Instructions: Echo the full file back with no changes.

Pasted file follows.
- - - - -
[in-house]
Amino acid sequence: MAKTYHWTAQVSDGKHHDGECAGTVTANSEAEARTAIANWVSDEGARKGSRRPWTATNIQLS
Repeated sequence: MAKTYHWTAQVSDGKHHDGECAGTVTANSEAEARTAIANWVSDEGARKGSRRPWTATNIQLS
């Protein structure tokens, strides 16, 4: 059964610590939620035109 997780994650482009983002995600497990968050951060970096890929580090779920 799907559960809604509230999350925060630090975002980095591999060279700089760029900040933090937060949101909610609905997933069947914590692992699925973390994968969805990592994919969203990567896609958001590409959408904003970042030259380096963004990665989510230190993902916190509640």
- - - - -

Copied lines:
[in-house]
Amino acid sequence: MAKTYHWTAQVSDGKHHDGECAGTVTANSEAEARTAIANWVSDEGARKGSRRPWTATNIQLS
Repeated sequence: MAKTYHWTAQVSDGKHHDGECAGTVTANSEAEARTAIANWVSDEGARKGSRRPWTATNIQLS
């Protein structure tokens, strides 16, 4: 059964610590939620035109 997780994650482009983002995600497990968050951060970096890929580090779920 799907559960809604509230999350925060630090975002980095591999060279700089760029900040933090937060949101909610609905997933069947914590692992699925973390994968969805990592994919969203990567896609958001590409959408904003970042030259380096963004990665989510230190993902916190509640």